Wednesday, November 20, 2013

Sniper Forensics, Memory Analysis, and Malware Detection

I conducted some analysis recently where I used timeline analysis, Volatility, and the Sniper Forensics concepts shared by Chris Pogue to develop a thorough set of findings in relatively short order.

I was analyzing an image acquired from a system thought to have been infected with Poison Ivy.  All I had to go on were IPS alerts of network traffic originating from this system on certain dates...but I had no way to determine how "close" the clocks were for the system and the monitoring device.

I started by creating a timeline, and looking for the use of publicly documented persistence mechanisms employed by the malware in question (Windows service, StubPath values within "Installed Components" Registry keys, etc.), as well as looking for the use of NTFS alternate data streams.  All of these turned up...nothing.  A quick review of the timeline showed me that McAfee AV was installed on the system, so I mounted the image via FTK Imager and scanned it with ClamWin 0.98 and MS Security Essentials (both of which were updated immediately prior to the scan).  MSSE got a hit on a file in the system32 folder, which later turned out to be the initial installer.  I searched the timeline, as well as the Software and System Registry hives for the file name, and got no hits beyond just the existence of that file within the file system.

The system was a laptop system and had a hibernation file, which was last modified the day that the system itself had been shut down.  I exported the hibernation file for analysis, and then downloaded the Win32 standalone version of Volatility version 2.3.1, and used that to convert the hibernation file to raw format, then identify the profile (via the imageinfo plugin) and get a process list (via the pstree plugin).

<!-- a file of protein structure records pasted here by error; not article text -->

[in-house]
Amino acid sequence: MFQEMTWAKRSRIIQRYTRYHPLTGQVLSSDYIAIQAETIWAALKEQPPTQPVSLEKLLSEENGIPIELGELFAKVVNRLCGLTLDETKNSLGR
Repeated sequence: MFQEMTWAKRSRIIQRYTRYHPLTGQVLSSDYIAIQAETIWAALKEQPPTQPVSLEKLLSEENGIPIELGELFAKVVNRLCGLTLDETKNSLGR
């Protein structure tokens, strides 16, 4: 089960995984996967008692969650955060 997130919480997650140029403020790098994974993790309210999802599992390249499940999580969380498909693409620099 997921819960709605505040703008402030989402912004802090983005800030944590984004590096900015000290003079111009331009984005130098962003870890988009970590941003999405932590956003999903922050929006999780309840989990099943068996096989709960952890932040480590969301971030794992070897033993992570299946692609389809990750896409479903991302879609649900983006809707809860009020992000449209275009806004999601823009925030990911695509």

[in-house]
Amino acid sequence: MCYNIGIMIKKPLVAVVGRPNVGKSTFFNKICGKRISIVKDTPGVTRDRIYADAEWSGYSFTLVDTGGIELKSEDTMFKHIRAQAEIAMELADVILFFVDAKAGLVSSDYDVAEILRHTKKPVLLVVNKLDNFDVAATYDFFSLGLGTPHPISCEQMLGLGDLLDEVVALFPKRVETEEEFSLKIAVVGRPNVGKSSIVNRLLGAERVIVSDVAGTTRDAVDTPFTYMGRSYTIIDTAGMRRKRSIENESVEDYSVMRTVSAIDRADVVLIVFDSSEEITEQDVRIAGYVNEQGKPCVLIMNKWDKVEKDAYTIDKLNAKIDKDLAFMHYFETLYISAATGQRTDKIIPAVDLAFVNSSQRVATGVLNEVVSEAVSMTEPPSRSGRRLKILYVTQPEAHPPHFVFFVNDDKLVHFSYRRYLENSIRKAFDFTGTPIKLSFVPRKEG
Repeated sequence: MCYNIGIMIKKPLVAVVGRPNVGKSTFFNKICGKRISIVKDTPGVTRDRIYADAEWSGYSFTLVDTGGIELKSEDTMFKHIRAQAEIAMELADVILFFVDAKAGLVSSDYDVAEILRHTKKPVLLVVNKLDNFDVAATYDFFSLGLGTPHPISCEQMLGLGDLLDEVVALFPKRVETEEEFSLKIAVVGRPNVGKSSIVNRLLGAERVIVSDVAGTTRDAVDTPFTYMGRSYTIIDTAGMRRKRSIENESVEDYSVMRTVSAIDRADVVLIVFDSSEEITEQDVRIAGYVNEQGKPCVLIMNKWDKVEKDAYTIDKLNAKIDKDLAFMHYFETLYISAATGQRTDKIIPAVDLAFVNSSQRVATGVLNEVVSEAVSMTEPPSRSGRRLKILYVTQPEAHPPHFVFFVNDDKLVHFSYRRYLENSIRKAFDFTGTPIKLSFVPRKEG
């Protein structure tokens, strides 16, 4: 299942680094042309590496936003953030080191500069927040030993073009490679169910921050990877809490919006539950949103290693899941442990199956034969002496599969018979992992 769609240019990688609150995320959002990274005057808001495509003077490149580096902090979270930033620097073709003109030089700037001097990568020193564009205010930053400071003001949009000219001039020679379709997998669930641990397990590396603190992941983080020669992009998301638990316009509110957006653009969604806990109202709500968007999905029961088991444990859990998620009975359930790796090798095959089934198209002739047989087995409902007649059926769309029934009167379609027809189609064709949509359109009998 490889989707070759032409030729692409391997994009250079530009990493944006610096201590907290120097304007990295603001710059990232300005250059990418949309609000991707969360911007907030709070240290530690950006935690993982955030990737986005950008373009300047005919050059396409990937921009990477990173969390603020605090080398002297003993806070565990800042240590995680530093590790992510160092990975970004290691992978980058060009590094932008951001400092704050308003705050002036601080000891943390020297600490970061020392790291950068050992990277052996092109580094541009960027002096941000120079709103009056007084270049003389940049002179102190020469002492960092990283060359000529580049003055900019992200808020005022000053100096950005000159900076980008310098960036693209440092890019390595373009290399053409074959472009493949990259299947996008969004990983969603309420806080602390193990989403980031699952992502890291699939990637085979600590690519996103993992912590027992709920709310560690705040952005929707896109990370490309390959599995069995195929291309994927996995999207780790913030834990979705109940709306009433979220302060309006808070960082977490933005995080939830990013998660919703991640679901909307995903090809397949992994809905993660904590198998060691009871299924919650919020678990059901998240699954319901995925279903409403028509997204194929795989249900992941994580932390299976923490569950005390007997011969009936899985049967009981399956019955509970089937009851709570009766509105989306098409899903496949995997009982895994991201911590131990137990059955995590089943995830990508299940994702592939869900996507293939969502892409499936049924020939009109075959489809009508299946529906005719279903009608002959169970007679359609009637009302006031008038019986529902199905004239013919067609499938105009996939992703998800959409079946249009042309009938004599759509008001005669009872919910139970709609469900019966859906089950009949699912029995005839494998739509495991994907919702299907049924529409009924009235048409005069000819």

I got in touch with Jamie Levy (@gleeda), who pointed me to this post, which was extremely helpful.  Based on the output of the malfind plugin, I was able to identify a possible process of interest, and I searched the timeline for the executable file name, only to find nothing.  However, I did have a process ID to correlate to the output of the pstree plugin, and I could see that the process in question was a child of services.exe, which told me not only where to look, but also that the installation process required at least Administrator-level privileges.  Correlating information between the RegRipper and plugins, I was able to see which user profiles (both local and domain) on the system were members of the appropriate group.  This also provided me with the start time for both processes, which correlated to the system being started.

A fellow team member had suggested running strings across the memory dump, and then searching the output for specific items; doing so, I found what appeared to be the configuration information used by Poison Ivy (which was later confirmed via malware RE performed by another team member).  As a refinement to that approach, I ran the Volatility vaddump plugin, targeting the specific process, and dumped all of the output files to a folder.  I then ran strings across all of the output folders, and found a similar list of items as when I'd run strings across the entire memory dump.

I validated the configuration item findings via the Volatility handles plugin, looking for mutants within the specific process.  I also dumped the process executable from the memory dump via the procmemdump plugin; the first time I did it, MSSE lit up and quarantined the file, so I disabled MSSE and re-ran the plugin (I set my command prompts with QuickEdit and Insert modes, so re-running the command line as as simple as hitting the up-arrow once, and then hitting Enter...).  I was able to ship the dumped PE file and the initial wrapper I found to a specialist for analysis while I continued my analysis.

I then ran the svcscan plugin and searched the output for the executable file name, and found the Windows service settings, to include the service name.  I also ran the dlllist plugin to see if there were any DLLs that I might be interested in extracting from the image.

I also ran the netscan plugin, and reviewing the output gave no indication of network connections associated with the process in question.  Had there been a connection established associated with the process of interest, I would've run Jamaal's ethscan module, which he talked about (however briefly) at the recent OMFW.